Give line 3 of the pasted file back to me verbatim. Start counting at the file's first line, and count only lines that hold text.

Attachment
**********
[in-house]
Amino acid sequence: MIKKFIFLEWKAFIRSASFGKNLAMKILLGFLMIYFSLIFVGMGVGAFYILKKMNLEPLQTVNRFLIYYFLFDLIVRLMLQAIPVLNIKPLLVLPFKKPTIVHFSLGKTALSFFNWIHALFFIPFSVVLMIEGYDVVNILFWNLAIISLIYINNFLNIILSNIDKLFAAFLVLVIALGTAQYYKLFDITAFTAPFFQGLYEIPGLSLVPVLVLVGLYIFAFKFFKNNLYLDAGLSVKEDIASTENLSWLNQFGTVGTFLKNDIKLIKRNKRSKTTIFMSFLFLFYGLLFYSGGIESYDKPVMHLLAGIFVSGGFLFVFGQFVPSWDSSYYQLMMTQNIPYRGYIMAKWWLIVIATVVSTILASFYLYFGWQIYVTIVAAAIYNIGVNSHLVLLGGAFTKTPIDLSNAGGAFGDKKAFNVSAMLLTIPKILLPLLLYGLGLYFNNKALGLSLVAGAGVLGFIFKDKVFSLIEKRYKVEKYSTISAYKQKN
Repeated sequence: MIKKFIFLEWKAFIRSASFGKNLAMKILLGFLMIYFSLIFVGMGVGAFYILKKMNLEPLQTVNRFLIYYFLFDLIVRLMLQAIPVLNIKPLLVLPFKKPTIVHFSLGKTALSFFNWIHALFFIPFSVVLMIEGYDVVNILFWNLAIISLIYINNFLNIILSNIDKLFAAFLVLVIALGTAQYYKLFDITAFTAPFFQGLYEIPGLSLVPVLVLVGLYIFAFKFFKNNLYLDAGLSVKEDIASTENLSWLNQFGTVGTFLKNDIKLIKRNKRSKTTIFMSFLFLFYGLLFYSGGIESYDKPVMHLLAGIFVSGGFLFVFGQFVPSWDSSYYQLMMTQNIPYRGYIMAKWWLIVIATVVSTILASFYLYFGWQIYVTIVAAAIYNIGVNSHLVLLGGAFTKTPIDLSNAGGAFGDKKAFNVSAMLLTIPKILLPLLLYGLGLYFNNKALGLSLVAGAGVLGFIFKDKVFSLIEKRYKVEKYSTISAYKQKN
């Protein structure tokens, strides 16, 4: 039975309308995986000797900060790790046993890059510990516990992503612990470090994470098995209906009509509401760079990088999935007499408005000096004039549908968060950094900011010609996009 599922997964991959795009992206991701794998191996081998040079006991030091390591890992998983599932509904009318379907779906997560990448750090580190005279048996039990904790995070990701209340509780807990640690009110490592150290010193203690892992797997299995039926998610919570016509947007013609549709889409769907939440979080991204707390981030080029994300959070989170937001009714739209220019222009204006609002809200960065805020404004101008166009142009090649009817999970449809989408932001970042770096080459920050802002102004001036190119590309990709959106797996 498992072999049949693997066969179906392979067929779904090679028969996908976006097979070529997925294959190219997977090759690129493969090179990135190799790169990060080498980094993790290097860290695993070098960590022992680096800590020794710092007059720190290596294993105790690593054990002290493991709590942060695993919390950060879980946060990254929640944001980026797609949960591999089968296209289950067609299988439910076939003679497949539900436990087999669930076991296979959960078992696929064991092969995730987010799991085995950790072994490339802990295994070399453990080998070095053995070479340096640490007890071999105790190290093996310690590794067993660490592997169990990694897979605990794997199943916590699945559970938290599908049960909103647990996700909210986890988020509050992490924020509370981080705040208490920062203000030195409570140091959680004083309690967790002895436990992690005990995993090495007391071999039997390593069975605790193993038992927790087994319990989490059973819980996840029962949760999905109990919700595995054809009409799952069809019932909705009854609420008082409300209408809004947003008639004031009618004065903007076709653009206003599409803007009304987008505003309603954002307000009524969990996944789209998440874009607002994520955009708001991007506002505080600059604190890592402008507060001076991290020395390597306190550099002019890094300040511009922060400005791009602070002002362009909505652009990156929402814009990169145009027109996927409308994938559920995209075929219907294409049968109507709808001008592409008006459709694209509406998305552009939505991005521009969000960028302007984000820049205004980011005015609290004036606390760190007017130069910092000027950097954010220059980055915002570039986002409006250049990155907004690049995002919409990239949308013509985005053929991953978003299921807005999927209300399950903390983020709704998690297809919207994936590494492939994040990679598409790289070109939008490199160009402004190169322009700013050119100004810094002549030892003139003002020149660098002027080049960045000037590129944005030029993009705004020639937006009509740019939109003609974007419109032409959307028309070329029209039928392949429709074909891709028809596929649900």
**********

Repeated sequence: MIKKFIFLEWKAFIRSASFGKNLAMKILLGFLMIYFSLIFVGMGVGAFYILKKMNLEPLQTVNRFLIYYFLFDLIVRLMLQAIPVLNIKPLLVLPFKKPTIVHFSLGKTALSFFNWIHALFFIPFSVVLMIEGYDVVNILFWNLAIISLIYINNFLNIILSNIDKLFAAFLVLVIALGTAQYYKLFDITAFTAPFFQGLYEIPGLSLVPVLVLVGLYIFAFKFFKNNLYLDAGLSVKEDIASTENLSWLNQFGTVGTFLKNDIKLIKRNKRSKTTIFMSFLFLFYGLLFYSGGIESYDKPVMHLLAGIFVSGGFLFVFGQFVPSWDSSYYQLMMTQNIPYRGYIMAKWWLIVIATVVSTILASFYLYFGWQIYVTIVAAAIYNIGVNSHLVLLGGAFTKTPIDLSNAGGAFGDKKAFNVSAMLLTIPKILLPLLLYGLGLYFNNKALGLSLVAGAGVLGFIFKDKVFSLIEKRYKVEKYSTISAYKQKN